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Healthy Soil for a Sustainable Harvest

Our Giving Garden, which grows nutritious vegetables entirely for donation to local food pantries and soup kitchens, is the main project of our MassLIFT-AmeriCorps member Diego Irizarry-Gerould. His work as Land Stewardship Coordinator and the many hours put in by our volunteers, are essential for the success of the Giving Garden, which grew more than 6,500 pounds of produce for donation last year.

Diego with four clear bins of dirt in the office, placing one bin of dirt into a plastic ziploc bag.
Diego prepares the soil samples to be sent to the lab

One of the important factors that contribute to a healthy harvest is the quality of the soil. So, before the beginning of this year’s growing season, Diego sampled the soil in the Giving Garden and the nearby areas to determine the pH and levels of nutrients and organic matter. This information helped us make decisions about what types of soil amendments and practices needed to be incorporated during the upcoming growing season.

The soil analysis, conducted at the UMASS Soil Testing Lab, indicated that the Garden was slightly more acidic than optimal for the majority of the plants we grow, but not enough to necessitate treatment. The pH was 6.2, with an optimal range being 6.5-7.0. We may treat the soil with agricultural lime in the future to help neutralize the pH. Other nutrients were also found to be within or near the ideal range.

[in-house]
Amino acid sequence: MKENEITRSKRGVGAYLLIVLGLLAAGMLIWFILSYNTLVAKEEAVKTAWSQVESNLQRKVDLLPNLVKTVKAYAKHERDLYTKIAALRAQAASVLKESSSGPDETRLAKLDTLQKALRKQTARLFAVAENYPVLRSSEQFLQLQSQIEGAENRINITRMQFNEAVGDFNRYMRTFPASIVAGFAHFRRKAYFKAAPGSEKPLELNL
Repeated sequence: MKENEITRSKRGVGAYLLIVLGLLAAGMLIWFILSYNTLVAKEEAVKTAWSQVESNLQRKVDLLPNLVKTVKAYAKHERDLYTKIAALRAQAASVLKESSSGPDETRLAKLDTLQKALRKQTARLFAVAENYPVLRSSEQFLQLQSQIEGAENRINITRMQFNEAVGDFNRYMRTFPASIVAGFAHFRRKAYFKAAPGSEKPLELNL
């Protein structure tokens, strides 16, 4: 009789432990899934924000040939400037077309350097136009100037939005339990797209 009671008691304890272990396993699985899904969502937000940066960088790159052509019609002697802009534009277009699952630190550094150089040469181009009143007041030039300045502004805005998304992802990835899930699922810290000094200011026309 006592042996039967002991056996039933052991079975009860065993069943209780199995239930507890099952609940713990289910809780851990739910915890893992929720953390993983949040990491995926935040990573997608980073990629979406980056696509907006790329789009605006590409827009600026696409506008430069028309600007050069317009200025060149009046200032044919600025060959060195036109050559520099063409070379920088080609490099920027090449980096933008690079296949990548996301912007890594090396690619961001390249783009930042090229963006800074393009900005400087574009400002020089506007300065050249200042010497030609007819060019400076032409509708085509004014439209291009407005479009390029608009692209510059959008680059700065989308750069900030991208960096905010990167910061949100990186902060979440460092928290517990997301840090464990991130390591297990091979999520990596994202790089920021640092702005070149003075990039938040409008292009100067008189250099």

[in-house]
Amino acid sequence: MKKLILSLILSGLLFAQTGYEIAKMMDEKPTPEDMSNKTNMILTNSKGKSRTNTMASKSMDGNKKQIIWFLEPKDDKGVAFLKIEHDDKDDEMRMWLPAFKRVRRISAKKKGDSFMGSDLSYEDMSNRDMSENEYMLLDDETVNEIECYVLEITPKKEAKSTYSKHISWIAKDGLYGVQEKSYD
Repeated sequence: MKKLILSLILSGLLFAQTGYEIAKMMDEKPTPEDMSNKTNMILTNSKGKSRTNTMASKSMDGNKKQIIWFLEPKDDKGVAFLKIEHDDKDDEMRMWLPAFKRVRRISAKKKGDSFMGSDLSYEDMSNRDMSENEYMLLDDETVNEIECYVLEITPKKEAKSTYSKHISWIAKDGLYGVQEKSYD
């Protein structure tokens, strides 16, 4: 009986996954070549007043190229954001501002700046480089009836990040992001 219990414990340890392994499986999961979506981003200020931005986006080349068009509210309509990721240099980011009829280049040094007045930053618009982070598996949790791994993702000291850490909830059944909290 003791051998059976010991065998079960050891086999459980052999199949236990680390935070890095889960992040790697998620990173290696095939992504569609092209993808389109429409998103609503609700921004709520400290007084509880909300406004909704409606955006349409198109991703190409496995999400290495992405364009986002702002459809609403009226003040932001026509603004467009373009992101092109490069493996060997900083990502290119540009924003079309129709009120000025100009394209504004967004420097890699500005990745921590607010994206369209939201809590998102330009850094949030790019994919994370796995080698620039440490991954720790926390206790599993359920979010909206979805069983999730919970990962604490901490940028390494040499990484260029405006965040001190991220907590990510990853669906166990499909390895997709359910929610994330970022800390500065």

Volunteers help spread compost

The results also showed 4.7% organic matter, which means we have been doing a good job managing the soil fertility. Diego and our Giving Garden volunteers have been using compost from Bear Path Compost in Whately as their main fertilizer as its high content of organic matter feeds the soil biology and enables the soil to hold more moisture. We also buy this compost in bulk and resell it by the bucket and wheelbarrow to community gardeners.

Nearby areas that have not been cropped or were cover cropped only last season had only 2% organic matter and were much more acidic with low nutrient levels, suggesting the need for treatment with lime and more work to build organic matter. Because compost is relatively expensive and because some of this land is very closer to the Mill River and in its floodplain, and therefore not optimal for intensive cropping, our short-term plan for this area is to continue to plant and incorporate cover crops that smother weeds and increase organic matter. We have also engaged a part-time summer intern, Vincent Frano, who will conduct research on “productive conservation” to help us identify strategies for sustainable and soil-building uses of these low-lying areas that can provide income opportunities for small farmers.

Lettuce growing in the Giving Garden

We plan to test the soil again before next year’s crops are planted to see how this year’s practices have affected the soil’s health.

The soil is our partner in growing food in the Giving Garden, and it is crucial to give back to the soil to compensate for the nutrients that are removed by growing and harvesting produce. By making the health of the soil a priority, we can continue to get good yields from the land, allowing us to continue our work growing food for local people!

Diego with shovel and wheelbarrow, shoveling from two large piles of compost
Diego shoveling compost in the Giving Garden
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